Prescription Subscription

Use of Hepatitis C virus medications increased dramatically under subscription-based payment model agreements.


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With Hepatitis C virus (HCV) infection rates four times higher  than 10 years ago, patients and clinician rely on a class of anti-viral pills to cure infection and avoid the long-term effects of untreated infection, which include cirrhosis and liver cancer. However, Americans who receive health insurance from Medicaid, which covers over a quarter of all HCV claims in the U.S., could be denied this life-saving medication.

Sam Auty, Paul Shafer, and Kevin Griffith examined Medicaid prescription data to assess how subscription-based payment models (SBPMs) affected access to HCV medications in the Washington state and Louisiana Medicaid programs. SBPMs are an agreement between states and a single manufacturer to supply drugs at a reduced price; they serve as a way to save money on the per person cost of a prescription for HCV treatment. The agreements reached in both the Washington and Louisiana model include a spending cap, so the Medicaid administrators can plan how much money they will spend on HCV medications for the year.

HCV medications are produced by multiple pharmaceutical companies, and the listed prices can be up to $95,000 per prescription in the U.S. A result of these high prices is that most states adopted restrictions limiting which Medicaid enrollees can receive HCV treatment prescriptions. For example, 24 states, including Louisiana prior to the SBPM, had implemented sobriety requirements—persons actively drinking alcohol or using drugs could be excluded.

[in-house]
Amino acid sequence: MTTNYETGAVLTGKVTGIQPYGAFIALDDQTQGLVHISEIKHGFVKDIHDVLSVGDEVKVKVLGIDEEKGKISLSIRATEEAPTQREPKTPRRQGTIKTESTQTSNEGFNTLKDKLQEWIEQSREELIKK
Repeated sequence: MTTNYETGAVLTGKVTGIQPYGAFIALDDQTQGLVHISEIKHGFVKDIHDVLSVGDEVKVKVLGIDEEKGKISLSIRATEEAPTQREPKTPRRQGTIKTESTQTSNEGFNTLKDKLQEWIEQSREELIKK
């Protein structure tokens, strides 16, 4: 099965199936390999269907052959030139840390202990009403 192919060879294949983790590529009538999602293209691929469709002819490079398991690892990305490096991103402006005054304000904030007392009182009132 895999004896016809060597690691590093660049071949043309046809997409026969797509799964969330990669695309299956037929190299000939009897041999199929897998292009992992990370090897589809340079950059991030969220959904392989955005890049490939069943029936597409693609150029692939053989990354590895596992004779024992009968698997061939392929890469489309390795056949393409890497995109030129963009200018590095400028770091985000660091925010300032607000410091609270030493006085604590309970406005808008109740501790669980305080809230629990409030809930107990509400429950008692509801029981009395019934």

Use of HCV medications increased dramatically, 162.8 per 100,000 Medicaid enrollees, following the subscription agreements.

In preparation for the SBPM implementation, Louisiana Medicaid administrators increased screening efforts and removed their sobriety requirement. Louisiana could lift the restrictions on HCV prescriptions when the SBPM contract took effect because the per person cost would be lower and capped. Individuals previously ineligible due to these restrictions would thus already know their status and be able to receive treatment.  Louisiana’s plan for increasing access to HCV medication focused on Medicaid enrollees and incarcerated persons. Use of HCV medications increased dramatically, 162.8 per 100,000 Medicaid enrollees, following the subscription agreements.

Washington did not previously restrict access to treatment, providing prescriptions to all Medicaid enrollees, and their SBPM implementation focused on engagement efforts for screening and treatment for those who inject drugs. Rates of HCV diagnosis and prescriptions did not change significantly; Washington’s numbers may have remained stable because they were already reaching their HCV-infected population prior to their SBPM model took hold, while Louisiana was reaching new communities previously denied access.

SBPMs in several forms allow access to HCV prescription for Medicaid enrollees without putting undue financial burden on states. The subscription-based model’s success demonstrates that agreements to provide affordable medications can greatly improve a state’s liver health if insurance administrators search for and find people at risk.

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